Learning to Execute
and Neural Turing Machines
I'd like to draw your attention to two papers that have been posted in the last few days from some of my colleagues at Google that I think are pretty interesting and exciting:
Learning to Execute: http://arxiv.org/abs/1410.4615
Neural Turing Machines: http://arxiv.org/abs/1410.5401
The first paper, "Learning to Execute", by +Wojciech Zaremba and +Ilya Sutskever
attacks the problem of trying to train a neural network to take in a small Python program, one character at a time, and to predict its output. For example, as input, it might take:
print((c+8704) if 2641<8500 else 5308)"
During training, the model is given that the desired output for this program is "12185". During inference, though, the model is able to generalize to completely new programs and does a pretty good of learning a simple Python interpreter from examples.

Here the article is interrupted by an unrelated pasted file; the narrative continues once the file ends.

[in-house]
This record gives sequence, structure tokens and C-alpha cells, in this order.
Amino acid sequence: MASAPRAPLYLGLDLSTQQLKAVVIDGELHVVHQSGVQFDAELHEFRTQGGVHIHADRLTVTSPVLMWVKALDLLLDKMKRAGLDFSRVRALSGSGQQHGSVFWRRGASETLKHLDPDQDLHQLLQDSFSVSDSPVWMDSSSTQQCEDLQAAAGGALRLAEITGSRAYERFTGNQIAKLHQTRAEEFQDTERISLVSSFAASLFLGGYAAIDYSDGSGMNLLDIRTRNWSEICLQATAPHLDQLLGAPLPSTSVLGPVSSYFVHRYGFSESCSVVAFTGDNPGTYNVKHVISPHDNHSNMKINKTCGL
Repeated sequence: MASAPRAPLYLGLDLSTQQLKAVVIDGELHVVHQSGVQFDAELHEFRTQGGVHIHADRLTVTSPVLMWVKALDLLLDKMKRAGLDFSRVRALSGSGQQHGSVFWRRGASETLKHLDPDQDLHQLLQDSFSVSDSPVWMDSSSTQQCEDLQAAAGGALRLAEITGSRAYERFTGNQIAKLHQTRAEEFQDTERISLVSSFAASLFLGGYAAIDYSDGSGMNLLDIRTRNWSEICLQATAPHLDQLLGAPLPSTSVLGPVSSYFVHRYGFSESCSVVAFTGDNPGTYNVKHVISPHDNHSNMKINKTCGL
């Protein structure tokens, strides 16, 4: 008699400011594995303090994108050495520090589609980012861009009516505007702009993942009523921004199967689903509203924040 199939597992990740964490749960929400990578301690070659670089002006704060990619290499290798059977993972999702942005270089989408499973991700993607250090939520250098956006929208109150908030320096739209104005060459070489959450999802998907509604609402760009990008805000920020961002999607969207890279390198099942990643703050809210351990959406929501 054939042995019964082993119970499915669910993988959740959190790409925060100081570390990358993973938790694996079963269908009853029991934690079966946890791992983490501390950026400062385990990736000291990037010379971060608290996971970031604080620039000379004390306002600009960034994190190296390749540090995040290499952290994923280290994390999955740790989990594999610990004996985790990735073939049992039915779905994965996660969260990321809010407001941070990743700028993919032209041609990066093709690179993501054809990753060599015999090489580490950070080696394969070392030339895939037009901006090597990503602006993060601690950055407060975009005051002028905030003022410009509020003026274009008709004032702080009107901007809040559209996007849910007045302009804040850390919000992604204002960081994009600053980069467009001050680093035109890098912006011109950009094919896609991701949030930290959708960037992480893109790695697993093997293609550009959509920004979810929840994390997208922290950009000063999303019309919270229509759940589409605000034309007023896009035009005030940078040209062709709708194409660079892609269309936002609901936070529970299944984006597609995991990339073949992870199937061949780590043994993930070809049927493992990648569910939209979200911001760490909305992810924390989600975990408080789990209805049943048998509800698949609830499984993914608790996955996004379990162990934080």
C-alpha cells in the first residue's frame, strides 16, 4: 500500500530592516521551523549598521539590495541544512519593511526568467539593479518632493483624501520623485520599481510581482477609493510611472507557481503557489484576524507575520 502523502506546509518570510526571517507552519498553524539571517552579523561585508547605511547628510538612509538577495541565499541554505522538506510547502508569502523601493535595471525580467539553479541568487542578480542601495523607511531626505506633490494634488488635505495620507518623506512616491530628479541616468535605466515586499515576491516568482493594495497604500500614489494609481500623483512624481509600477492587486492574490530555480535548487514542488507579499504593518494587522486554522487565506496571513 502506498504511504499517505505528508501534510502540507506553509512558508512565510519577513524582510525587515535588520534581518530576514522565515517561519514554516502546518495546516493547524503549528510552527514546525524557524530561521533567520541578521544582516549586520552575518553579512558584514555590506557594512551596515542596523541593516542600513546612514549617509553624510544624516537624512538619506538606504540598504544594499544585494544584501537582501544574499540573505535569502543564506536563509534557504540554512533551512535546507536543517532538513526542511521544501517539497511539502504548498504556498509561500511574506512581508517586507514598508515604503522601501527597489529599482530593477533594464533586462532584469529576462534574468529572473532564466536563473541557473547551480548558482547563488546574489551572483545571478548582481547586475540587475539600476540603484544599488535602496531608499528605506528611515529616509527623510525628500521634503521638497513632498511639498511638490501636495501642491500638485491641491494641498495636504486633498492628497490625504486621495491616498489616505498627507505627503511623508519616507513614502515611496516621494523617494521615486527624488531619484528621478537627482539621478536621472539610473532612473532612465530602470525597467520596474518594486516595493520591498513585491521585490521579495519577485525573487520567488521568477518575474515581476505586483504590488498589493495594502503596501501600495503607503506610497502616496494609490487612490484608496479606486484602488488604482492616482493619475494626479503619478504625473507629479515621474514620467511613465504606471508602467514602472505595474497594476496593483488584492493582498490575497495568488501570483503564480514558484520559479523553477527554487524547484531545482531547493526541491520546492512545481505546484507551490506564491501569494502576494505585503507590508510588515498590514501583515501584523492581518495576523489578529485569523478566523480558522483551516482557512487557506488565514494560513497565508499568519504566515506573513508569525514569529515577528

The second paper, "Neural Turing Machines", by +alex graves
, Greg Wayne, and +Ivo Danihelka
from Google's DeepMind group in London, couples an external memory ("the tape") with a neural network in a way that the whole system, including the memory access, is differentiable from end-to-end. This allows the system to be trained via gradient descent, and the system is able to learn a number of interesting algorithms, including copying, priority sorting, and associative recall.
Both of these are interesting steps along the way of having systems learn more complex behavior, such as learning entire algorithms, rather than being used for just learning functions.
(Edit: changed link to Learning to Execute paper to point to the top-level Arxiv HTML page, rather than to the PDF).